Small molecules are a mainstay of drug therapy, many of them working by targeting a protein and blocking it. A newer but still experimental approach leads to the degradation of disease-causing proteins. Research has revealed new insights into the ways proteins can be regulated and Entact Bio is building on that science to expand what drugs can do. Rather than inhibiting or degrading proteins, the biotech startup aims to enhance them. Entact formally launched on Tuesday with $81 million to support its work in this new class of medicines.
To understand how Watertown, Massachusetts-based Entact aims to enhance proteins, it might help by starting with the mechanism that degrades them. An emerging field of drug research leverages a cellular disposal system whose role in degrading proteins is part of normal protein turnover in the body. Old or damaged proteins are marked for disposal with a molecular tag called ubiquitin. Therapies that harness this mechanism are small molecules that recruit ubiquitin to a disease-causing protein, which in turn gets it to go to the cellular trash bin.
Companies developing targeted protein degradation drugs have reached the clinic in oncology and inflammation. This science paved the way for what Entact CEO Victoria Richon calls “matchmaker molecules.” Protein degrader drugs, which are called proteolysis targeting chimeras, or PROTACsbring together ubiquitin and a target protein. Entact calls its drugs enhancement-targeting chimeric medicines, or ENTACs. These molecules remove ubiquitin tags from proteins, sparing them from the cell’s disposal system.
“We’re actually enhancing protein function, so we’re actually doing the exact opposite [of PROTACs],” Richon said. “This expands our way of looking at different proteins we know are involved in disease.”
Entact’s proprietary technology, called Encompass, identifies proteins that are regulated by ubiquitin and associated with a disease. The platform then matches those proteins to a deubiquitinase, or DUB, an enzyme that can remove the molecular tag from a particular protein. Entact is not yet disclosing specific protein targets or therapeutic indications. But speaking generally, Richon said keeping key proteins out of the cellular trash bin could offer a new way to treat haploinsufficiencies, genetic disorders in which dysfunction of one gene of a gene pair leads to insufficient levels of a key protein. Cancer is another potential application. Some proteins function as tumor suppressors. Enhancing the activity of these proteins could offer a new way to fight cancer, Richon said.
Increasing levels of key proteins is just one way Entact aims to treat disease. Some diseases arise when proteins are in the wrong location in cells. Rather than completely removing ubiquitin, Richon said DUBs can also selectively shorten the molecular chain, which in turn changes where in the cell the protein goes. Shortening ubiquitin can also change a protein’s interaction with components of a cell or enhance its activity.
Entact is joining a small but growing group of drug developers working with DUBS. Versant Ventures-backed Stablix Therapeutics launched last year. The New York-based startup is based on Columbia University research that studied ubiquitin removal in cystic fibrosis. That initial research was published two years ago in Nature Methods. Vicinitas Therapeutics launched this past summer, the product of a research partnership between Novartis and the University of California, Berkeley. Early this year, the Berkeley scientists published research in in Nature Chemical Biology showing how they were able to stabilize protein levels in cystic fibrosis and cancer fibrosis.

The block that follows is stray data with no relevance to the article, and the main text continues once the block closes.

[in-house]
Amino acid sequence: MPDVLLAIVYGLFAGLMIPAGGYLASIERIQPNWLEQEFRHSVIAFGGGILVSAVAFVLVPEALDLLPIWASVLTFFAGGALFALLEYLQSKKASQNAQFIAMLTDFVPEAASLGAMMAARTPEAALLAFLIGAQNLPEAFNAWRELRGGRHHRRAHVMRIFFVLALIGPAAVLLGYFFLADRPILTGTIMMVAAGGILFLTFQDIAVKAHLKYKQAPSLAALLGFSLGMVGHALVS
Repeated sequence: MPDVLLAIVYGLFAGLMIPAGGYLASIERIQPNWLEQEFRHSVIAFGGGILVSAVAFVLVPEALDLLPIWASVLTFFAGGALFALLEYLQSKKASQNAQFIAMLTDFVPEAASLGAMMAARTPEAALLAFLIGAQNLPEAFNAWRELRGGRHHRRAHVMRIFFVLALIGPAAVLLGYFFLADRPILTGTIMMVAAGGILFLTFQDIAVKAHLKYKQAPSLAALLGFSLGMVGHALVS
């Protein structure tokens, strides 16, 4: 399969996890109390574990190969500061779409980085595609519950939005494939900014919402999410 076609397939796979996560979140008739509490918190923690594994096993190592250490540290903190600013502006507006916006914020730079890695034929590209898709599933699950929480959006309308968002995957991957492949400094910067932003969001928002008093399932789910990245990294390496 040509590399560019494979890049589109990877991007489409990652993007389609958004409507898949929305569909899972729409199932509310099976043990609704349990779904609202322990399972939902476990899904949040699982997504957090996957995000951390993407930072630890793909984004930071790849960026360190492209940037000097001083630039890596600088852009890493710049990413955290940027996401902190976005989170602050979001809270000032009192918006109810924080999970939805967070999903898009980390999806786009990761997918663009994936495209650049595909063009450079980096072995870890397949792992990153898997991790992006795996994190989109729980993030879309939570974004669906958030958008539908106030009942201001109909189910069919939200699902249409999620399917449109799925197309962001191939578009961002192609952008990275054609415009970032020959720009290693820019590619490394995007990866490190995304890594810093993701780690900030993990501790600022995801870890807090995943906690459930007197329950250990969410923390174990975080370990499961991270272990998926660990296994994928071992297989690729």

Entact’s founders hold positions at places such as the Dana-Farber Cancer Institute, Harvard Medical School, University of Liverpool, and the Walter and Eliza Hall Institute of Medical Research. Richon, who was most recently the CEO of Ribon Therapeutics and is also a Sanofi veteran, said Entact’s technology is not licensed from a particular institution and the company holds its own patents for Encompass. She added that Entact is too early in its development to have published research, but the company’s scientific founders have published research about deubiquitinating enzymes.
Though Entact announced its latest financing on Tuesday, the Series A round is not new money. The financing closed last fall. Entact started in 2019. Seed financing supported research that showed the company’s approach could modify protein function, Richon said. With that proof-of-concept research in hand, Entact was able to raise the $81 million Series A round.
The company held off on unveiling its science and financing until now, which Richon said is a good time because of the progress Entact has made and the plans to add to its 10-person headcount. Entact is preclinical but Richon declined to go into further detail about the stage of Entact’s research, nor would she offer an estimate for when the research could reach clinical testing. Richon did say that the capital enables the startup to work on multiple programs at the same time.
The Series A round was co-led by Qiming Venture Partners USA and venBio Partners. New investors that joined the latest financing include Abingworth, Brandon Capital, Janus Henderson Investors, Logos Capital, Surveyor Capital, and Walter and Eliza Hall Institute of Medical Research, along with founding investors 4BIO Capital and Arkin Bio Ventures.
Public domain image by Flickr user NIH Image Gallery